As for their dubs, they have more variety on who they cast and what company they are from, whether in the past, it’s Ocean (Ranma ½, Nana, Inuyasha, Death Note), Studiopolis (Bleach, Naruto, K, Tiger and Bunny), NYAV Post (Berserk movies, Zetman) and most notably Bang Zoom! (LaGrange, Accel World, Nura: Rise of the Yokai Clan). Their pronunciation is a bit off but that’s more of a nitpick issue than something huge to complain about since this is an English dub. It’s not always going to be like the Japanese language.

My point with Viz Media is that in the past, their count of anime was lacking in both quality and quantity but later on, they actually got back into the anime grid, especially licensing Gargantia and Blood Lad. I just hope they continue their progress like this.


Ah, yes, the one that every anime fan always like to bitch out, although I can see why. Everyone knows that Aniplex of America is a division of their Japan branch and they produce much quality anime and often they are the middleman as it does get distributed by other companies like FUNimation (Fullmetal Alchemist, Baccano!, Sekirei, Guilty Crown) and Sentai Filmworks (Angel Beats, Persona 4, No.6) but nowadays they often want to get into the licensing business for themselves but with a twist. They would license anime if their Japan branch were the producers of it or part of whatever anime committee the show is associated with.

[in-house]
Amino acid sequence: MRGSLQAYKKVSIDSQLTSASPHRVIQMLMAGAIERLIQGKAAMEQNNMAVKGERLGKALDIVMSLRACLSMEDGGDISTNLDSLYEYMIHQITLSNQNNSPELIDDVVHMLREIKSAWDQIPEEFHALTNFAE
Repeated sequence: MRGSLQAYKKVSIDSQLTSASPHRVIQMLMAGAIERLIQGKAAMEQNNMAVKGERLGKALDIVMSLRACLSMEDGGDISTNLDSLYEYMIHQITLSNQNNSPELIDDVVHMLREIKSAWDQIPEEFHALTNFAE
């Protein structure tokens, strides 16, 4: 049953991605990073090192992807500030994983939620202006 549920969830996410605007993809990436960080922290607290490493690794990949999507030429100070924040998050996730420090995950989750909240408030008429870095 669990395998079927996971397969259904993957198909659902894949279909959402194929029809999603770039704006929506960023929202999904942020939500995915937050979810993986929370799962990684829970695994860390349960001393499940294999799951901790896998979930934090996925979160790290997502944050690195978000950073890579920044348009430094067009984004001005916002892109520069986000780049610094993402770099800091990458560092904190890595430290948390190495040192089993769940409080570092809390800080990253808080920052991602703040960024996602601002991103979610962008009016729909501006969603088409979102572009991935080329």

And that one thing people will bitch about them? Their insane prices on anime and the type of anime they brought to DVD and Blu-ray and here’s the thing about that. Their stuff is specifically catered to the hardcore anime fan and also a lot of extras packed in there, such as the anime soundtrack, artbooks, etc. I can definitely see why it’s expensive although their imported anime (fresh from Japan) are definitely the most expensive, like $300-400, and to me, I would rather wait for a domestic release (and possibly a dub for it if they got it) and speaking of their anime, most of their content they have and licensed……I’m more into them than most FUNimation stuff.